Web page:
Weideng Agreement

Nuer Conference | Weideng, Nyirol County

28 April – 02 May 2022


Acknowledging that the ongoing violence within the Nuer community of Jonglei is causing unnecessary division and suffering,

Recognising that our divisions are unravelling a historical unity and peaceful coexistence,

Reaffirming that the spiritual heritage of our community is centred in the spirit of Ngundeng and at his Shrine in Weideng,

Underlining the failure of accountability processes as one of the critical reasons behind ongoing violence,

Concluding that the internal peace of the Nuer community can only be realised through the effective cooperation between State, County, traditional, military, youths and women leaders,

Affirming the need for the renewal of Nuer customary law,

Deeply frustrated and concerned by the ongoing sporadic cattle raids and killings by criminals based in the GPAA, 

Affirming the historical links between Nuer and Murle communities,

Recognising that a mass mobilisation against the Murle community will affect innocent civilians, and present an obstacle to progress for the Nuer community itself, including the impediment of life-saving humanitarian supplies.

Grateful to the partners who have organised the resources to facilitate this gathering in Weideng,

Resolve the following:


  1. Cattle thieves will be held accountable for their crimes. The Commissioners and Paramount Chiefs accept this is their joint responsibility and will be accountable to the people for failing to bring thieves to justice.

  2. Revenge killing is rejected absolutely as a legitimate form of justice.

  3. Compensation for any outstanding cattle and/or killings will be agreed by the communities. From today, violent reclaiming of cattle will be considered a grievance and the perpetrators will be held accountable.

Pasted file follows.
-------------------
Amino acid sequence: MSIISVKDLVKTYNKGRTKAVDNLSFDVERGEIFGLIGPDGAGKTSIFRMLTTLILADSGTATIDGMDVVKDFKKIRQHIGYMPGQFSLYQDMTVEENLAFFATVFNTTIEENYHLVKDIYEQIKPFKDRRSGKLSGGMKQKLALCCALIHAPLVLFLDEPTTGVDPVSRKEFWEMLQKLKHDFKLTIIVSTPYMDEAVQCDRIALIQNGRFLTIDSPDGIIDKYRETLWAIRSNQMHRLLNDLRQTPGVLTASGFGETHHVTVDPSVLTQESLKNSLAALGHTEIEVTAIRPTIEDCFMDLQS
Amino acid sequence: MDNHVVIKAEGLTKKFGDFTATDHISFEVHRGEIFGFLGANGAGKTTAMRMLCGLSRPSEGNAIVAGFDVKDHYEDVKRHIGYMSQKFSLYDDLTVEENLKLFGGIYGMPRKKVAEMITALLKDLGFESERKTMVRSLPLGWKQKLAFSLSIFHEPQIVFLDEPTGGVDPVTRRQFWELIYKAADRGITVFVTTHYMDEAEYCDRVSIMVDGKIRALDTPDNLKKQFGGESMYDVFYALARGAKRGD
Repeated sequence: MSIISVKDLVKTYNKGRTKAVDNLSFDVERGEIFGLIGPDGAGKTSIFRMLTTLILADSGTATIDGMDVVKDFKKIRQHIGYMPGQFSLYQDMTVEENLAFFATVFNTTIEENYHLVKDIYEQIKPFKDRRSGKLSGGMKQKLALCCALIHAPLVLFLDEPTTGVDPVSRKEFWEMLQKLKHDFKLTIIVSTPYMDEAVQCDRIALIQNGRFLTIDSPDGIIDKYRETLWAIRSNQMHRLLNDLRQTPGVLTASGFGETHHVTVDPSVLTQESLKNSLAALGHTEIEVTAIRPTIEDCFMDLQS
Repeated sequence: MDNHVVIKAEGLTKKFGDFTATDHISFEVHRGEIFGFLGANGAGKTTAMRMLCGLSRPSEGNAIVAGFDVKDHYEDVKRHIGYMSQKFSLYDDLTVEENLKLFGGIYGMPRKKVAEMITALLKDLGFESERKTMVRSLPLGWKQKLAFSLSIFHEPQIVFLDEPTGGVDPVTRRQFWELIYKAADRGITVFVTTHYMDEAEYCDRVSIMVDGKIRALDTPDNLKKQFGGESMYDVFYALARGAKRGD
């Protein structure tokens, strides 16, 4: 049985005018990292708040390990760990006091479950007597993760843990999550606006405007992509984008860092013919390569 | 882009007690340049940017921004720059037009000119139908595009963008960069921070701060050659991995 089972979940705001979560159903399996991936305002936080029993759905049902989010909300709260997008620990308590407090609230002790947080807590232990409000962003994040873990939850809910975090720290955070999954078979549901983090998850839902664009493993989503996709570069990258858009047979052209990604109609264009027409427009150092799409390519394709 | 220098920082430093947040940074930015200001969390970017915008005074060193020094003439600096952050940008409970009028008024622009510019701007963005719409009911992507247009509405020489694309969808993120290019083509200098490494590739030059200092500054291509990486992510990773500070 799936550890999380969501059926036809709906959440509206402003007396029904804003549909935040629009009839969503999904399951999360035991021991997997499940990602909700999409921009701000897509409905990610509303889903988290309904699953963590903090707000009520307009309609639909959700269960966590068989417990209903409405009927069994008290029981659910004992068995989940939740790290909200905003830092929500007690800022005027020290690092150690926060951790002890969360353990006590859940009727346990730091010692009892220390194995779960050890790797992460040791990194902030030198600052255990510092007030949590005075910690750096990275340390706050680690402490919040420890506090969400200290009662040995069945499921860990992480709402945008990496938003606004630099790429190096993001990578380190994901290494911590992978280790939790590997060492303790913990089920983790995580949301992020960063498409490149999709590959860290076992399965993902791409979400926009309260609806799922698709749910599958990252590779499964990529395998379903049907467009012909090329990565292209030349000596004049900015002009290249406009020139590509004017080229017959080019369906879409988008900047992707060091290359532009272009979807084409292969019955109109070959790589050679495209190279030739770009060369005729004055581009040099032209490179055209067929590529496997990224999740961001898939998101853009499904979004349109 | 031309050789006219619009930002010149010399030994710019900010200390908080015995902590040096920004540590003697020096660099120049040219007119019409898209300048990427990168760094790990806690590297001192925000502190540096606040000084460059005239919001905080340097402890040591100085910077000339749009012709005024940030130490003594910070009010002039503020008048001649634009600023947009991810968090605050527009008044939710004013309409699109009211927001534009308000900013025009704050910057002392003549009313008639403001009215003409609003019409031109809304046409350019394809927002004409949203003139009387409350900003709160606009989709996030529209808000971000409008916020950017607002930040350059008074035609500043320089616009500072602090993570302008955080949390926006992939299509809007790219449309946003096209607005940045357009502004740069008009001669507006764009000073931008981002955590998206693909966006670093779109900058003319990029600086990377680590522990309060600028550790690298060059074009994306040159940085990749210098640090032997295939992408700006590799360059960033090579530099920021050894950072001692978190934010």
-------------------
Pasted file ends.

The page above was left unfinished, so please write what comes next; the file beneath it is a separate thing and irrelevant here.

4. The Conference supports the continued development of Weideng and the Shrine of Ngundeng as a peaceful centre of development for all Nuer. In particular, the Conference requests support in four initiatives:

    a.     Two water holes

    b.       A co-educational school

    c.       A primary health facility

    d.       A feeder road to facilitate vehicle transport the five kilometres from Waat

    e.       Further renovation of the Shrine area as a spiritual heritage site, including a fence to enclose and protect the Shrine area itself.

  5. The Conference rejects any attempt at mass mobilisation of youths to attack the Murle community.

  6. The Conference insists on a further engagement with the Murle leadership and demands an explanation by them for undoing the rituals performed jointly between Murle and Lou Nuer in the Lekuangole area in 2021.

  7. The Nuer community will hold an annual meeting at Weideng, in January to avoid challenges associated with the beginning of the rainy season. Future meetings should also invite delegations from the wider Nuer community in South Sudan.

  8. This agreement shall be confirmed with rituals to be performed before departure from Weideng.


Hon James Bol Makuei | Nyirol Commissioner

Hon Gai Gatluak | Ulang Commissioner

Hon Machot Gatluak | Uror Commissioner

Hon Peter Teah Chuol | Ayod Commissioner’s Representative

Hon Machuoch Tuong Malual | Akobo Acting Commissioner


Hon Simon Hoth | Minister of Local Government and Law Enforcement

(Team Leader, Jonglei State Government Delegation)

Hon Simon Hoth, Minister for Local Government and Law Enforcement, standing with the Jonglei State Government delegation, speaks following the conclusion of the final day’s rituals.

This project and associated threads of peacebuilding activities in Jonglei and GPAA are supported by USAID-funded Shejeh Selam, Caritas Germany, Swiss Cooperation Office, the FCDO-funded Peacebuilding Opportunities Fund (POF), the UN-funded Reconciliation, Stabilisation and Resilience Trust Fund (RSRTF).

Peace Canal, as a partner in the peace process, has an interest in promoting positive narratives of peace, but aims to present balanced perspectives on progress.